Indonesia, Malaysia, and the Philippines have launched a joint maritime operation against Daesh-linked militants holed up in a southern Philippine city.
An ongoing battle between the Daesh-linked Maute group and Philippines’ military in Marawi City in the Philippines has sparked concern in Malaysia and Indonesia that it might force the group members to flee the area and attempt to get into neighboring countries.
The Southeast Asian neighbors’ defense ministers and military chiefs agreed on Monday in the Indonesian city of Tarakan to intensify their efforts in the fight against the Daesh-linked Takfiri extremist militants by launching the “trilateral coordinated maritime patrol.”
The meeting of the three neighbors followed up on an earlier agreement in May 2016 to conduct joint patrols and share intelligence, after a series of kidnaps of foreigners by the Abu Sayyaf Takfiri terrorists, who are based mainly on the southernmost Philippine islands and who beheaded several victims after ransoms were not paid.
The three countries agreed on Monday to set up coordinated maritime command centers in Tarakan for Indonesia, Tawau for Malaysia, and Bongao for the Philippines and collect information and arrange patrols from these locations.
They also agreed to establish designated sea lanes for boats and ships in the seas along the countries’ borders to prevent the Daesh-aligned militants in the southern Philippines from fleeing to neighboring countries.
The recent agreement came amid recent clashes in Marawi, which have raised fears that the mainly Middle East-based Daesh militant group is seeking to extend its reach into Southeast Asia.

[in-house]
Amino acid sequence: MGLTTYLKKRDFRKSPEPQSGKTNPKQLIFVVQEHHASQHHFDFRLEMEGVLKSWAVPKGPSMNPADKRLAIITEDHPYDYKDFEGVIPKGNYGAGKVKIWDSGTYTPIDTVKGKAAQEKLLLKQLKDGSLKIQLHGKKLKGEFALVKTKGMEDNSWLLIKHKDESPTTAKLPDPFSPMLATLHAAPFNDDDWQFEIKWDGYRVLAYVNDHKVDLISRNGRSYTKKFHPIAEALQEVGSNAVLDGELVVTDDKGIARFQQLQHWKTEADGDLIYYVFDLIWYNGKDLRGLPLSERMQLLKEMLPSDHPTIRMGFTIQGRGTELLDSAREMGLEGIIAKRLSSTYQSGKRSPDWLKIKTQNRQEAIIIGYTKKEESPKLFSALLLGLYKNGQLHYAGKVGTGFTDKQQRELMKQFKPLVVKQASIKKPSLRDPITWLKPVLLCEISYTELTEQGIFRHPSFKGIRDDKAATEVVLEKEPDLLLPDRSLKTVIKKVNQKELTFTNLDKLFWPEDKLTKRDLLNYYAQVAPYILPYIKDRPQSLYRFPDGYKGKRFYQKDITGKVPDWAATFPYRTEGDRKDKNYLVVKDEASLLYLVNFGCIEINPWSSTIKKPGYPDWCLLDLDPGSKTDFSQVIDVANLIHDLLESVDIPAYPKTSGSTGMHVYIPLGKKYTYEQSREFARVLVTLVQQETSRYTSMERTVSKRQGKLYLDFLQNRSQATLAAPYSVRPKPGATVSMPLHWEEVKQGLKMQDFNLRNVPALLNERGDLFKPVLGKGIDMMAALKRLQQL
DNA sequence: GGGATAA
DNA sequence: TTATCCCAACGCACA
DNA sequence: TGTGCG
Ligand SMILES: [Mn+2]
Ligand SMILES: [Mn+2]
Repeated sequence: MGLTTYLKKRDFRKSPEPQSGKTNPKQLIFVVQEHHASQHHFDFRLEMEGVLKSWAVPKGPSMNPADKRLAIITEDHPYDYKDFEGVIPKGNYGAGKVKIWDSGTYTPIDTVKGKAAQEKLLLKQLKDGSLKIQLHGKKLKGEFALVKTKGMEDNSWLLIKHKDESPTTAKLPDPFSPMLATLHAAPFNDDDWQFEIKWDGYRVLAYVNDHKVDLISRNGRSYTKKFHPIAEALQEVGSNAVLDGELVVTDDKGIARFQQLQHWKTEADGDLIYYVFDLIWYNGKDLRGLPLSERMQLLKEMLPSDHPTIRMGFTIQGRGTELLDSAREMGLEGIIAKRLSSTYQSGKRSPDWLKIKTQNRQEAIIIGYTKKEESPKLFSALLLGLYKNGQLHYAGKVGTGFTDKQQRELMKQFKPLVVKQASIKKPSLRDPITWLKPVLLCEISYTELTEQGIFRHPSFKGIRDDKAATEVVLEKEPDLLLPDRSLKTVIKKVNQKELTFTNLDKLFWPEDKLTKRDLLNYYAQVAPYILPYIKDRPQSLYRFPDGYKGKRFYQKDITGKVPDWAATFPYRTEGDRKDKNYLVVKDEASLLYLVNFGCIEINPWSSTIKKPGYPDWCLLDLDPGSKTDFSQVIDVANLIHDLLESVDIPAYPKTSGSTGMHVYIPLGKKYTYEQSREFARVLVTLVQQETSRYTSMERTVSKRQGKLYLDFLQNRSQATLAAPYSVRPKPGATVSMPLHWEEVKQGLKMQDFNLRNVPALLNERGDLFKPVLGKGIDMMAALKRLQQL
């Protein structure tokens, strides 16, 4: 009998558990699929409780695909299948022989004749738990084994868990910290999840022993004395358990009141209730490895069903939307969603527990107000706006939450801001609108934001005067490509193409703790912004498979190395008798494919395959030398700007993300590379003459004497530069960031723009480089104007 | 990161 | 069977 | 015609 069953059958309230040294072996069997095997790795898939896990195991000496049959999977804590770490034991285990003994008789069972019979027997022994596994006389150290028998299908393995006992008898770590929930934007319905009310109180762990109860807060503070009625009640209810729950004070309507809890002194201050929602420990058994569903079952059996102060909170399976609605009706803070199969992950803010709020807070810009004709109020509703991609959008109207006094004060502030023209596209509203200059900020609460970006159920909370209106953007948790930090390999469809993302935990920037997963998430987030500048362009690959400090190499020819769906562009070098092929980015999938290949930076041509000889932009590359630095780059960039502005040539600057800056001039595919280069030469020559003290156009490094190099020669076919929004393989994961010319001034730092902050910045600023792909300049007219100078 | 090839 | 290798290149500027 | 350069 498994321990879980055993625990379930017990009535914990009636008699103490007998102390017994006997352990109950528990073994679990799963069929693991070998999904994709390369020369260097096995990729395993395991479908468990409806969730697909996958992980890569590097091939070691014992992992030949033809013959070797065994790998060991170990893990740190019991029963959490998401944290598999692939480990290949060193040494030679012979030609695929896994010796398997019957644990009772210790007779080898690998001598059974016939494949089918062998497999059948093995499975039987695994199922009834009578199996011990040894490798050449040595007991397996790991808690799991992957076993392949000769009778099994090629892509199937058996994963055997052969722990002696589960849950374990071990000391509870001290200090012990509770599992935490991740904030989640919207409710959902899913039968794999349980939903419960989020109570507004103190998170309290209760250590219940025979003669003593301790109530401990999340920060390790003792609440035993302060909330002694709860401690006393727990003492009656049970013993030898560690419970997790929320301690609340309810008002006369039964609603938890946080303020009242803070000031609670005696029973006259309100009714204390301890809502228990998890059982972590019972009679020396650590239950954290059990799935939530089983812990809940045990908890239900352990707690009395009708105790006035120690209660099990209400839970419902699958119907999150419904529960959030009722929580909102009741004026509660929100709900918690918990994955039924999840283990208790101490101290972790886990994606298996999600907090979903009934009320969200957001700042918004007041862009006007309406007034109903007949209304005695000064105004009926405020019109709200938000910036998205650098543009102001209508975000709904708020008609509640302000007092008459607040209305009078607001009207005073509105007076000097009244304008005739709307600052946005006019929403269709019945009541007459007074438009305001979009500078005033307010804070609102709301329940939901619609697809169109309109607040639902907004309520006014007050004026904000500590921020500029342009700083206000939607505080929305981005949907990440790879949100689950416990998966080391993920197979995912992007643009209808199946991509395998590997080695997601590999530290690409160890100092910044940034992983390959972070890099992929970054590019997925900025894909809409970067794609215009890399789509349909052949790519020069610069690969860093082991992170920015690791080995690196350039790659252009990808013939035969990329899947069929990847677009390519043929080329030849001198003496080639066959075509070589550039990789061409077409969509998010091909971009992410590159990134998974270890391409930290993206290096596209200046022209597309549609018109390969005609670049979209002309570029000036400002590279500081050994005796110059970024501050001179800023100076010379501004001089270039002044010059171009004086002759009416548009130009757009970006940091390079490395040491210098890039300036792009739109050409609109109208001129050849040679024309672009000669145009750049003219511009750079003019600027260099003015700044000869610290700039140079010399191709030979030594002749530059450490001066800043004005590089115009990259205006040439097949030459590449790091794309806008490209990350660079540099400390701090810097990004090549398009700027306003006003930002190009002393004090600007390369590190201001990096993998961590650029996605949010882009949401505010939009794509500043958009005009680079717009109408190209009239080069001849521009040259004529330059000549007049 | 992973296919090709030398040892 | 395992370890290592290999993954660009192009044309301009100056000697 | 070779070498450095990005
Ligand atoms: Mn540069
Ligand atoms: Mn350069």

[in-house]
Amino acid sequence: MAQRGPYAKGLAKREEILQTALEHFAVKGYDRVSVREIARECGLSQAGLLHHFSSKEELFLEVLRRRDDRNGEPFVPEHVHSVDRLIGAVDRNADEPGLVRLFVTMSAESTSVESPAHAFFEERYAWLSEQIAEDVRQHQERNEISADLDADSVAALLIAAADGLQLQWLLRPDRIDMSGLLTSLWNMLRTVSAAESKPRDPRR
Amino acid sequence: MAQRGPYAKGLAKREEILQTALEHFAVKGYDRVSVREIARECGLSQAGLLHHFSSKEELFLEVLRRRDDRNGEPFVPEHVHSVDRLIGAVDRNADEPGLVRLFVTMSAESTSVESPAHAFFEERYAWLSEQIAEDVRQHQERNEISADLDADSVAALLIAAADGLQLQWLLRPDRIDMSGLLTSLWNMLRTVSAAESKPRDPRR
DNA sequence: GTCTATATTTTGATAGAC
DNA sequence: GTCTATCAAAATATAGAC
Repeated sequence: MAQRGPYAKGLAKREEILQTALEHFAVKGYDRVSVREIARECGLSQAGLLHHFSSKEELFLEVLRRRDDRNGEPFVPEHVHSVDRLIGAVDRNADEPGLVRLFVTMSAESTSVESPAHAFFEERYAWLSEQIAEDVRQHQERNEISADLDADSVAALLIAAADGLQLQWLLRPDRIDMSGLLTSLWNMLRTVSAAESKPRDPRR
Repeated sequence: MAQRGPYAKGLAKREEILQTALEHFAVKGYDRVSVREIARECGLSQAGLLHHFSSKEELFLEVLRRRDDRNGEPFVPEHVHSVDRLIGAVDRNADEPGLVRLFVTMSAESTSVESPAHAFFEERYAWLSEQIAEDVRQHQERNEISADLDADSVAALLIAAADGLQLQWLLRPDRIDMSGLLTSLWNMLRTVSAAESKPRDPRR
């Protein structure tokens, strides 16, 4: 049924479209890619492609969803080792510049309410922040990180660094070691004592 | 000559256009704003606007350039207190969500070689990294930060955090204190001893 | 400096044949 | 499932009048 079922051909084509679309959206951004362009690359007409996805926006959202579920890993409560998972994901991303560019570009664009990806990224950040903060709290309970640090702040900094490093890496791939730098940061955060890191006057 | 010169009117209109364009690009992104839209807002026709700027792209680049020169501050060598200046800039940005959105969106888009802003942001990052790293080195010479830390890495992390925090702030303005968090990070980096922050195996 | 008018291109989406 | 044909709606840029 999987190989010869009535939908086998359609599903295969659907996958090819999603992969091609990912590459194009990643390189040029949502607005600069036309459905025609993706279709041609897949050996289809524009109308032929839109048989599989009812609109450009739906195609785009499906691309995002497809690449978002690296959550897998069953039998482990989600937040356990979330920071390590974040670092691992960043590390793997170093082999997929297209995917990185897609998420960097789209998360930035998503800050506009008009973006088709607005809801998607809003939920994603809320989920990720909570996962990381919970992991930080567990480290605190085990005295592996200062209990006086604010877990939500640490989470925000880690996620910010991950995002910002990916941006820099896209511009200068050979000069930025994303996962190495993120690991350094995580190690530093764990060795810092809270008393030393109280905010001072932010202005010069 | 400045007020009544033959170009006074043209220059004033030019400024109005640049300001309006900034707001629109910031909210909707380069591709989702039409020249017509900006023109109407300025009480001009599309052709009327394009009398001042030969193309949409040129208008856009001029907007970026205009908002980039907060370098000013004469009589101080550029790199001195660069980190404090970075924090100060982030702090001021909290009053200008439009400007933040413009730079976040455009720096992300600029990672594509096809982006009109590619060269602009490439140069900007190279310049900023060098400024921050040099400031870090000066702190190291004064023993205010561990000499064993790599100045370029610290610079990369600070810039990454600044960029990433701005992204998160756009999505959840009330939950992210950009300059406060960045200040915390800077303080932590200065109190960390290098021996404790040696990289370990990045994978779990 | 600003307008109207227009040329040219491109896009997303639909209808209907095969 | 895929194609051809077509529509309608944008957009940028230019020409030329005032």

“The militants might flee the Philippines and be forced to cross the border into Indonesia,” Tarakan Air Force base chief Colonel Didik Krisyanto said on Sunday.
This image, taken on June 18, 2017, shows an Indonesian delegation arriving at Tarakan Air Base in North Kalimantan to take part in a “trilateral coordinated maritime patrol.”
Fighting has been going on for weeks between Philippine government forces and gunmen flying the black flags of Daesh.
Meanwhile, in neighboring Indonesia, as well, Daesh has a confirmed presence and Indonesian officials say the group has created terror sleeper cells in the country.
Radical militants have launched several terrorist attacks in the country over the past years. The latest incident were two bombing attacks at a bus station in eastern Jakarta on May 24, which killed three police officers. The attacks were claimed by Daesh.
Daesh has been suffering increasing losses in Iraq and Syria, losing the territory it had occupied overrun in the two Arab countries.—Agencies